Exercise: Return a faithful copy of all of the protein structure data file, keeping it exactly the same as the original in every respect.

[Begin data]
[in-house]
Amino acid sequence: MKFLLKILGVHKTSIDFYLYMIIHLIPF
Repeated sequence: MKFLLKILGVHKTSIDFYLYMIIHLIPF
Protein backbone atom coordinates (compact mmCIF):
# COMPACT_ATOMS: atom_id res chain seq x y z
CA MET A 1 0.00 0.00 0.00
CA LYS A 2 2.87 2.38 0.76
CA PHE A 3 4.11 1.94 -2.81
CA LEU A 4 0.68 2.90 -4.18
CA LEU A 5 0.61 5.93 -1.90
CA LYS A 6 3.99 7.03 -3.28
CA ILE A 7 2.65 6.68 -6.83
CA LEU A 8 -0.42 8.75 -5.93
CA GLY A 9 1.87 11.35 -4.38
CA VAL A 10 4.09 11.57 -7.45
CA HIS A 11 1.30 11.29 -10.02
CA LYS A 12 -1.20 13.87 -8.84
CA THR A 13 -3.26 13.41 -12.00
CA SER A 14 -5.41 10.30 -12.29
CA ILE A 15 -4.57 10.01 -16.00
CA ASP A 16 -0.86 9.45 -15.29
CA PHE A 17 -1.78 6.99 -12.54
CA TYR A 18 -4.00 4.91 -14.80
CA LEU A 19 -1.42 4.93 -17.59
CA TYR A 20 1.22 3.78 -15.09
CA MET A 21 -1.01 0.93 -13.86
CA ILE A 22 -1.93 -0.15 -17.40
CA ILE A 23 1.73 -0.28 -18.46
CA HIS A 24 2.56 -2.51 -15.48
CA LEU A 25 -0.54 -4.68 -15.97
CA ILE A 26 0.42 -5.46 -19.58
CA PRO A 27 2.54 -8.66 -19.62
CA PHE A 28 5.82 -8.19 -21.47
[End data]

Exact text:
[in-house]
Amino acid sequence: MKFLLKILGVHKTSIDFYLYMIIHLIPF
Repeated sequence: MKFLLKILGVHKTSIDFYLYMIIHLIPF
Protein backbone atom coordinates (compact mmCIF):
# COMPACT_ATOMS: atom_id res chain seq x y z
CA MET A 1 0.00 0.00 0.00
CA LYS A 2 2.87 2.38 0.76
CA PHE A 3 4.11 1.94 -2.81
CA LEU A 4 0.68 2.90 -4.18
CA LEU A 5 0.61 5.93 -1.90
CA LYS A 6 3.99 7.03 -3.28
CA ILE A 7 2.65 6.68 -6.83
CA LEU A 8 -0.42 8.75 -5.93
CA GLY A 9 1.87 11.35 -4.38
CA VAL A 10 4.09 11.57 -7.45
CA HIS A 11 1.30 11.29 -10.02
CA LYS A 12 -1.20 13.87 -8.84
CA THR A 13 -3.26 13.41 -12.00
CA SER A 14 -5.41 10.30 -12.29
CA ILE A 15 -4.57 10.01 -16.00
CA ASP A 16 -0.86 9.45 -15.29
CA PHE A 17 -1.78 6.99 -12.54
CA TYR A 18 -4.00 4.91 -14.80
CA LEU A 19 -1.42 4.93 -17.59
CA TYR A 20 1.22 3.78 -15.09
CA MET A 21 -1.01 0.93 -13.86
CA ILE A 22 -1.93 -0.15 -17.40
CA ILE A 23 1.73 -0.28 -18.46
CA HIS A 24 2.56 -2.51 -15.48
CA LEU A 25 -0.54 -4.68 -15.97
CA ILE A 26 0.42 -5.46 -19.58
CA PRO A 27 2.54 -8.66 -19.62
CA PHE A 28 5.82 -8.19 -21.47